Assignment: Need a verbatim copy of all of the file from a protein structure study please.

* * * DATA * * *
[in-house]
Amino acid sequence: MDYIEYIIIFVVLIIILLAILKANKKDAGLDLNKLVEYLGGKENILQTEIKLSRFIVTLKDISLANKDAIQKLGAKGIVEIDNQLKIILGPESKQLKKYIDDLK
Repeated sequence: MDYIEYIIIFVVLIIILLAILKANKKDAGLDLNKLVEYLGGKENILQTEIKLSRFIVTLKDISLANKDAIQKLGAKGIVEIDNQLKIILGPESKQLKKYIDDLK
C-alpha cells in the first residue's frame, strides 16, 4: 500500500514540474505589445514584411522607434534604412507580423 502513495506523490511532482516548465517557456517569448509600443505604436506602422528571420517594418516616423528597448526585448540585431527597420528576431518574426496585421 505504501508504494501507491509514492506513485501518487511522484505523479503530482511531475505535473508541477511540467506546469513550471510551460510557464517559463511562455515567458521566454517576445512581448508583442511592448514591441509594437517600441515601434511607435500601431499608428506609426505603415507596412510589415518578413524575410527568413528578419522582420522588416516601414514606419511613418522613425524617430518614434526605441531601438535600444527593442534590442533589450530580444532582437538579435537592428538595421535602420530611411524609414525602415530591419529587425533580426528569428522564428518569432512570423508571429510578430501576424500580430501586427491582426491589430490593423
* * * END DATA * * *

[in-house]
Amino acid sequence: MDYIEYIIIFVVLIIILLAILKANKKDAGLDLNKLVEYLGGKENILQTEIKLSRFIVTLKDISLANKDAIQKLGAKGIVEIDNQLKIILGPESKQLKKYIDDLK
Repeated sequence: MDYIEYIIIFVVLIIILLAILKANKKDAGLDLNKLVEYLGGKENILQTEIKLSRFIVTLKDISLANKDAIQKLGAKGIVEIDNQLKIILGPESKQLKKYIDDLK
C-alpha cells in the first residue's frame, strides 16, 4: 500500500514540474505589445514584411522607434534604412507580423 502513495506523490511532482516548465517557456517569448509600443505604436506602422528571420517594418516616423528597448526585448540585431527597420528576431518574426496585421 505504501508504494501507491509514492506513485501518487511522484505523479503530482511531475505535473508541477511540467506546469513550471510551460510557464517559463511562455515567458521566454517576445512581448508583442511592448514591441509594437517600441515601434511607435500601431499608428506609426505603415507596412510589415518578413524575410527568413528578419522582420522588416516601414514606419511613418522613425524617430518614434526605441531601438535600444527593442534590442533589450530580444532582437538579435537592428538595421535602420530611411524609414525602415530591419529587425533580426528569428522564428518569432512570423508571429510578430501576424500580430501586427491582426491589430490593423